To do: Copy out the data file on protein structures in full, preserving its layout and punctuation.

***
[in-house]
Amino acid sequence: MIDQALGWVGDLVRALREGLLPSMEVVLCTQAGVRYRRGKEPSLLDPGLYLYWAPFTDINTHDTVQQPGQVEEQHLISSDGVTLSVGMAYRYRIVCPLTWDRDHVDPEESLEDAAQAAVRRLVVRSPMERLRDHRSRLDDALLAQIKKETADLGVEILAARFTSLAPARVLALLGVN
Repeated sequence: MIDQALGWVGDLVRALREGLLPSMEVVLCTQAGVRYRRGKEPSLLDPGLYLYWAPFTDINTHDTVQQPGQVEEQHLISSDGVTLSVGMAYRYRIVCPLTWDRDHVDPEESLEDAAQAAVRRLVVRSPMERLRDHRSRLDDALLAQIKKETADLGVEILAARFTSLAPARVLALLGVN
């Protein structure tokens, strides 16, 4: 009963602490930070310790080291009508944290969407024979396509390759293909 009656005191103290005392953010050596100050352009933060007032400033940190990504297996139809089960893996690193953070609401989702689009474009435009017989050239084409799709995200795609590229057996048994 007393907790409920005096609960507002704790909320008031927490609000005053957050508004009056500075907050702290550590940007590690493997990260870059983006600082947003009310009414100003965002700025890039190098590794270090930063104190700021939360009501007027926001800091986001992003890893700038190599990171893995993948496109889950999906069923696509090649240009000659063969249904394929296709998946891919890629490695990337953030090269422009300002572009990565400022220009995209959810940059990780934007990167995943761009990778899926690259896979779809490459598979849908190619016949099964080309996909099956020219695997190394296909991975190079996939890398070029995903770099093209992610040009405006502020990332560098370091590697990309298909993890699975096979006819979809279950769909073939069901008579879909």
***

[in-house]
Amino acid sequence: MIDQALGWVGDLVRALREGLLPSMEVVLCTQAGVRYRRGKEPSLLDPGLYLYWAPFTDINTHDTVQQPGQVEEQHLISSDGVTLSVGMAYRYRIVCPLTWDRDHVDPEESLEDAAQAAVRRLVVRSPMERLRDHRSRLDDALLAQIKKETADLGVEILAARFTSLAPARVLALLGVN
Repeated sequence: MIDQALGWVGDLVRALREGLLPSMEVVLCTQAGVRYRRGKEPSLLDPGLYLYWAPFTDINTHDTVQQPGQVEEQHLISSDGVTLSVGMAYRYRIVCPLTWDRDHVDPEESLEDAAQAAVRRLVVRSPMERLRDHRSRLDDALLAQIKKETADLGVEILAARFTSLAPARVLALLGVN
């Protein structure tokens, strides 16, 4: 009963602490930070310790080291009508944290969407024979396509390759293909 009656005191103290005392953010050596100050352009933060007032400033940190990504297996139809089960893996690193953070609401989702689009474009435009017989050239084409799709995200795609590229057996048994 007393907790409920005096609960507002704790909320008031927490609000005053957050508004009056500075907050702290550590940007590690493997990260870059983006600082947003009310009414100003965002700025890039190098590794270090930063104190700021939360009501007027926001800091986001992003890893700038190599990171893995993948496109889950999906069923696509090649240009000659063969249904394929296709998946891919890629490695990337953030090269422009300002572009990565400022220009995209959810940059990780934007990167995943761009990778899926690259896979779809490459598979849908190619016949099964080309996909099956020219695997190394296909991975190079996939890398070029995903770099093209992610040009405006502020990332560098370091590697990309298909993890699975096979006819979809279950769909073939069901008579879909």